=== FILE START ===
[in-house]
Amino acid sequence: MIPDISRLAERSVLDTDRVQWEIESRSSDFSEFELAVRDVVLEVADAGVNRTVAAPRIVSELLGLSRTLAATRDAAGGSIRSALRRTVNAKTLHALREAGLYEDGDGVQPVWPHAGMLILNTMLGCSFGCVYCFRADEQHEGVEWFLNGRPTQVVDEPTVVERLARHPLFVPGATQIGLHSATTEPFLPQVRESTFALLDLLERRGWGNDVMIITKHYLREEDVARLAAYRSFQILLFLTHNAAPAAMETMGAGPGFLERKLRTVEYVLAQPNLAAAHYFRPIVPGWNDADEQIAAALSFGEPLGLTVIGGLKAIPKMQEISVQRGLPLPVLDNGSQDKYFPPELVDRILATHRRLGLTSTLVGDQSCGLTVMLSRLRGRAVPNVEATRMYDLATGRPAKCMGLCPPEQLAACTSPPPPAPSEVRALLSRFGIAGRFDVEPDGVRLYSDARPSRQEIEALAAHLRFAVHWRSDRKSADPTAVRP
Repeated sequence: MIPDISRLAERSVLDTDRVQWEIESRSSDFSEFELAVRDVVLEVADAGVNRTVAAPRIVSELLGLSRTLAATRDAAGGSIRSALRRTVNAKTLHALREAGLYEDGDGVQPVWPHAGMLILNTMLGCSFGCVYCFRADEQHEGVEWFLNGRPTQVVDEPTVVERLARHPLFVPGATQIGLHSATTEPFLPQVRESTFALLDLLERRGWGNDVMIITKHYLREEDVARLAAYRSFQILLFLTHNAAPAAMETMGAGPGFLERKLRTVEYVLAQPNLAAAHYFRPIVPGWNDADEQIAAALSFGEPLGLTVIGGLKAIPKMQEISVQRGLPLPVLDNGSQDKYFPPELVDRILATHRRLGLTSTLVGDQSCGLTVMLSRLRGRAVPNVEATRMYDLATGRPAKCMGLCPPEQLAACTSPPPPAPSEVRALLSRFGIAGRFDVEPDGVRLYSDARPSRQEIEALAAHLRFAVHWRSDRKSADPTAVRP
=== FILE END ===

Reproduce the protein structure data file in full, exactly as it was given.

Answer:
[in-house]
Amino acid sequence: MIPDISRLAERSVLDTDRVQWEIESRSSDFSEFELAVRDVVLEVADAGVNRTVAAPRIVSELLGLSRTLAATRDAAGGSIRSALRRTVNAKTLHALREAGLYEDGDGVQPVWPHAGMLILNTMLGCSFGCVYCFRADEQHEGVEWFLNGRPTQVVDEPTVVERLARHPLFVPGATQIGLHSATTEPFLPQVRESTFALLDLLERRGWGNDVMIITKHYLREEDVARLAAYRSFQILLFLTHNAAPAAMETMGAGPGFLERKLRTVEYVLAQPNLAAAHYFRPIVPGWNDADEQIAAALSFGEPLGLTVIGGLKAIPKMQEISVQRGLPLPVLDNGSQDKYFPPELVDRILATHRRLGLTSTLVGDQSCGLTVMLSRLRGRAVPNVEATRMYDLATGRPAKCMGLCPPEQLAACTSPPPPAPSEVRALLSRFGIAGRFDVEPDGVRLYSDARPSRQEIEALAAHLRFAVHWRSDRKSADPTAVRP
Repeated sequence: MIPDISRLAERSVLDTDRVQWEIESRSSDFSEFELAVRDVVLEVADAGVNRTVAAPRIVSELLGLSRTLAATRDAAGGSIRSALRRTVNAKTLHALREAGLYEDGDGVQPVWPHAGMLILNTMLGCSFGCVYCFRADEQHEGVEWFLNGRPTQVVDEPTVVERLARHPLFVPGATQIGLHSATTEPFLPQVRESTFALLDLLERRGWGNDVMIITKHYLREEDVARLAAYRSFQILLFLTHNAAPAAMETMGAGPGFLERKLRTVEYVLAQPNLAAAHYFRPIVPGWNDADEQIAAALSFGEPLGLTVIGGLKAIPKMQEISVQRGLPLPVLDNGSQDKYFPPELVDRILATHRRLGLTSTLVGDQSCGLTVMLSRLRGRAVPNVEATRMYDLATGRPAKCMGLCPPEQLAACTSPPPPAPSEVRALLSRFGIAGRFDVEPDGVRLYSDARPSRQEIEALAAHLRFAVHWRSDRKSADPTAVRP